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Specialty Consumer Report – Get Yours

Specialty Consumer Reports are to you what what credit reports are to your credit worthiness. In a front page featured article [3], Bankrate-writer Amy Crane discusses what these things are, what they’re used for, and how you can get a copy of your specialty consumer report. The level of detail in these specialty reports is staggering and it’s information you probably wouldn’t want to share with even your closest friends.

It’s essentially a significantly more in-depth credit report that includes information such as your medical condition, insurance claim history, living situation related history (tenant history, mortgage history, etc), and a whole host of other details about your life. Companies will use this information, typically not covered in such detail (or even at all) in a credit report, to assess your risk and decide whether or not to extend you services. It is of great importance to a automobile insurance company to learn whether you have a history of submitting claims or whether you’re pretty quiet and an easy money maker for them.

The specialty consumer reports come in a few varieties and through the Fair Credit Reporting Act (FCRA), you are able to get these reports (if they exist) just as you can get your credit report. It is very important that you get your reports and fix any inaccuracies!

CLUE Insurance Reports: The Comprehensive Loss Underwriting Exchange is a database that insurers report paid underwriting claims and the reports are used to assess the likelihood you will report a claim. It’s widely believed that past history is an indicator of the future. There are two major agencies you can contact to get your CLUE report:

Medical History Reports: The MIB, Medical Information Bureau, is where medical insurers can go to find background information about you and your medical history. These reports, of which they claim only 15-18% of people who have applied for insurance are tracked, will report everything about your medical history, your current medical state, and even whether you participate in dangerous activities. You can reach the MIB by visiting their website [6] or calling 1-866-692-6901.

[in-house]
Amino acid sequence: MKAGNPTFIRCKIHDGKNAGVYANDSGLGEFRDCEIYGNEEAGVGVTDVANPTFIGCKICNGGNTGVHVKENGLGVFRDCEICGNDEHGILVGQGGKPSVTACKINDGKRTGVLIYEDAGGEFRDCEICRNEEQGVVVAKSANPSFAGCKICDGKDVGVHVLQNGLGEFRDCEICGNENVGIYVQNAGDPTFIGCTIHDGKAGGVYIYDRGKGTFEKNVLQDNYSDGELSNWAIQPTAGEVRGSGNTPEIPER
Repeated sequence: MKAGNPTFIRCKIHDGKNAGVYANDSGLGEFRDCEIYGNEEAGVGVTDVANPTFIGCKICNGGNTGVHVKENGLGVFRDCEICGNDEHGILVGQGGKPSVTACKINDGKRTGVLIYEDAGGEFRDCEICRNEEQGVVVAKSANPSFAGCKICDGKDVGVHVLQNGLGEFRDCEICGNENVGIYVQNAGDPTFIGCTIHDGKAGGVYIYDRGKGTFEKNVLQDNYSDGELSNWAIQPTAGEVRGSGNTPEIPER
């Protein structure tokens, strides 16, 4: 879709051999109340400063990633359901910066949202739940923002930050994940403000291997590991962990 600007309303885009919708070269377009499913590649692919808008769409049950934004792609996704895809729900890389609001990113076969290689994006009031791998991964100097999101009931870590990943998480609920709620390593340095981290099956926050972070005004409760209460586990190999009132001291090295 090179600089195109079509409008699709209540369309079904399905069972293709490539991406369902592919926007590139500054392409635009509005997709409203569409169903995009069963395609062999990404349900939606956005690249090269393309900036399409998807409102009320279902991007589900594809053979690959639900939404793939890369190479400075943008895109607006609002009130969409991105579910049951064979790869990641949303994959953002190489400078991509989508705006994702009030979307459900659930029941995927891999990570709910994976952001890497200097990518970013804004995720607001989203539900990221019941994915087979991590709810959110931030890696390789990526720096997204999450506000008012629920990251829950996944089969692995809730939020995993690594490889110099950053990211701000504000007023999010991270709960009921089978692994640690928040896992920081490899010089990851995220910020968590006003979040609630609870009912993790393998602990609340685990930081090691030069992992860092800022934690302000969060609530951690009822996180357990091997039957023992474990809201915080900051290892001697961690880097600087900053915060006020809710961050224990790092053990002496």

Residential-related Reports: When you tried to rent that apartment, do you remember signing a form that permitted the landlord to check your credit and do a background check? This report is probably what that background check was – it reports all the prior reference checks, rental history, and they are based on the reports of prior landlords.

Banking History: The track whether you bounced a check, had an account closed, etc. and they have reports on your history that you didn’t think your bank shared.

You can request your data once a year, just like your credit report, and what you’ll get is the information they use to produce a report – not the actual report you’d get if you were a bank or landlord or whomever else uses them. The procedure for fixing mistakes, adding explanations, etc. depends on the reporting agency but they want to have the most accurate information so they’ll probably be very receptive to corrections. The Bankrate article goes into greater detail so if some of these points are unclear I suggest you read Amy’s article.